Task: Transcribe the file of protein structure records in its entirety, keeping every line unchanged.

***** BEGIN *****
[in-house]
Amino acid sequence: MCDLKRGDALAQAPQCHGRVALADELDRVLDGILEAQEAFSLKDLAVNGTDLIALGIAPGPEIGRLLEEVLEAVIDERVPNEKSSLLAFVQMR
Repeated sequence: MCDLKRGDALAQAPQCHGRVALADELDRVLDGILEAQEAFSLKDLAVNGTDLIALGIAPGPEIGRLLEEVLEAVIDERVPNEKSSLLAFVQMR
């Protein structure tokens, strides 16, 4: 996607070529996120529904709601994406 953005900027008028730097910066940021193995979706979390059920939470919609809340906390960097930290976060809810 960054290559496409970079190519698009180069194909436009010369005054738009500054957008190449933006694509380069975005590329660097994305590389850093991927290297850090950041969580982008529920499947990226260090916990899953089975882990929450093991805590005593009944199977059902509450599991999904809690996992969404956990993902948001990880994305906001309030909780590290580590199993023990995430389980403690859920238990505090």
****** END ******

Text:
[in-house]
Amino acid sequence: MCDLKRGDALAQAPQCHGRVALADELDRVLDGILEAQEAFSLKDLAVNGTDLIALGIAPGPEIGRLLEEVLEAVIDERVPNEKSSLLAFVQMR
Repeated sequence: MCDLKRGDALAQAPQCHGRVALADELDRVLDGILEAQEAFSLKDLAVNGTDLIALGIAPGPEIGRLLEEVLEAVIDERVPNEKSSLLAFVQMR
């Protein structure tokens, strides 16, 4: 996607070529996120529904709601994406 953005900027008028730097910066940021193995979706979390059920939470919609809340906390960097930290976060809810 960054290559496409970079190519698009180069194909436009010369005054738009500054957008190449933006694509380069975005590329660097994305590389850093991927290297850090950041969580982008529920499947990226260090916990899953089975882990929450093991805590005593009944199977059902509450599991999904809690996992969404956990993902948001990880994305906001309030909780590290580590199993023990995430389980403690859920238990505090």